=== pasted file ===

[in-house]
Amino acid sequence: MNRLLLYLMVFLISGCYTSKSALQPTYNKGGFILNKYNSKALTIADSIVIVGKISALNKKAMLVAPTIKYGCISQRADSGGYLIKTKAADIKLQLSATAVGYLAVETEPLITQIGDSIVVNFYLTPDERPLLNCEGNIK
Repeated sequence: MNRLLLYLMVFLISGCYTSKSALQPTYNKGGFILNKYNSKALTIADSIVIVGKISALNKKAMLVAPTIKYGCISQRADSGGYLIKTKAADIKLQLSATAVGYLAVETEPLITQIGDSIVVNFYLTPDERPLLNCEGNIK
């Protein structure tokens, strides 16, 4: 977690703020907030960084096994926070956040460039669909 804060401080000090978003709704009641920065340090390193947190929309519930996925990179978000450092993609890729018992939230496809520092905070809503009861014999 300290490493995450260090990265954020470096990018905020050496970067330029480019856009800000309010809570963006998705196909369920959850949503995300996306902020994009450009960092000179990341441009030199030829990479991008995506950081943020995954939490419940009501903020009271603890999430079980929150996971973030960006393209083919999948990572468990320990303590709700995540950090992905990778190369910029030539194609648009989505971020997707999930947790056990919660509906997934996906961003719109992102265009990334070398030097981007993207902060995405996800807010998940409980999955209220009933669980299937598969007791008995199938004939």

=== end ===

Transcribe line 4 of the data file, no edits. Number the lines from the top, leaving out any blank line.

């Protein structure tokens, strides 16, 4: 977690703020907030960084096994926070956040460039669909 804060401080000090978003709704009641920065340090390193947190929309519930996925990179978000450092993609890729018992939230496809520092905070809503009861014999 300290490493995450260090990265954020470096990018905020050496970067330029480019856009800000309010809570963006998705196909369920959850949503995300996306902020994009450009960092000179990341441009030199030829990479991008995506950081943020995954939490419940009501903020009271603890999430079980929150996971973030960006393209083919999948990572468990320990303590709700995540950090992905990778190369910029030539194609648009989505971020997707999930947790056990919660509906997934996906961003719109992102265009990334070398030097981007993207902060995405996800807010998940409980999955209220009933669980299937598969007791008995199938004939």